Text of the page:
European Union, FAO continue rehab efforts to Yolanda victims
MANILA, Philippines—The European Union and the Food and Agriculture Organization continue with their rehabilitation efforts to victims of Super Typhoon Yolanda (Haiyan) in Leyte after it struck last year.
“It is rewarding to see how the fisherfolks have become more empowered one year after Typhoon Haiyan. I hope that the local communities sustain the hardwork and collaboration to ensure that Abuyog will become more self-reliant. Recovery is, indeed, possible when combined efforts are focused on a common objective,” Ambassador Guy Ledoux said in a statement.
Ledoux, Czech Ambassador Jaroslav Olša, Jr., FAO Representative to the Philippines José Luis Fernandez and Bureau of Fisheries and Aquatic Resources (BFAR) Regional Director Juan Albaladejo visited the town of Abuyog recently.
“Throughout FAO’s intervention, emphasis is put on ensuring that fisheries-based livelihoods are restored in a way that is meaningful, sustainable and builds resilience to natural disasters”, said Fernandez, after thanking the support FAO received from the European Commission’s Humanitarian Aid and Civil Protection department (ECHO) of the EU.
“The rehabilitation process of the fisheries sector presents the opportunity to introduce improved practices to contribute to more resilient livelihoods,” Fernandez further said.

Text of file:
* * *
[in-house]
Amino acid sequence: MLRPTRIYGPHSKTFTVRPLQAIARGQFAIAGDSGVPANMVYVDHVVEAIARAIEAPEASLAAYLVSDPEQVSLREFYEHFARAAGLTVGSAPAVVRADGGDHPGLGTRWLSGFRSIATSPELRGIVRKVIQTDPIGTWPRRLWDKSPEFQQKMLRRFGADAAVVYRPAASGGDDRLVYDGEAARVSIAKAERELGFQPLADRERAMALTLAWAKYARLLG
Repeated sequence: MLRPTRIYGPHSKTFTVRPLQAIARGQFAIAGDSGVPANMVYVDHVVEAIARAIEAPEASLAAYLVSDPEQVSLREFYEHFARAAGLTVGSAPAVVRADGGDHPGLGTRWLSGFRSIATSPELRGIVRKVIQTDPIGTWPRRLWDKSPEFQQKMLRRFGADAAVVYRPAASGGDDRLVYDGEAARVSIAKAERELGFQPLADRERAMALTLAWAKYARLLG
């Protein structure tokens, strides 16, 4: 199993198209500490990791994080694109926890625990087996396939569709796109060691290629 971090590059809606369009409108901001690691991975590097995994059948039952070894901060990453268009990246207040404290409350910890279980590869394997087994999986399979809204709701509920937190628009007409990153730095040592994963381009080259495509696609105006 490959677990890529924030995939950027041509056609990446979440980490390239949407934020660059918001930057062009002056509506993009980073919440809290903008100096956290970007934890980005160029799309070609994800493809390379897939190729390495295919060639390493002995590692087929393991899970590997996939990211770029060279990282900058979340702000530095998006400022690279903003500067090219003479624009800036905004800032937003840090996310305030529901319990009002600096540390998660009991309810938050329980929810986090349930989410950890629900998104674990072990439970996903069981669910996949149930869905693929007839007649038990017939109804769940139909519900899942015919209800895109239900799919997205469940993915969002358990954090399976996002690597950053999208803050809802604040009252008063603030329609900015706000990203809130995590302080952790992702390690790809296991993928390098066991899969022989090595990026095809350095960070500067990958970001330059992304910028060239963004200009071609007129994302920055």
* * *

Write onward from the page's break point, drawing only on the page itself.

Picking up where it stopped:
The EU has provided € 1.5 million (USD 1.9 million) for fisherfolks affected by typhoon Yolanda.
Under this EU ECHO-funded project, the provision of boat engines to some 1,700 fishers is just one of the steps leading to the rehabilitation of fishing communities’ livelihoods.
In ensuring people’s livelihoods in affected regions, the project’s activities and appropriate inputs were identified in close collaboration with fisheries communities, through village consultations and individual household visits.
In addition to the boat engines, they will provide 3,000 fishers with material to mend or replace their lost fishing gear, 1,000 women with training in fish-processing, storage, and conservation to diversify their livelihood, and assist 1,000 seaweed farmers with materials and technical capacity-building to restore seaweed farms.
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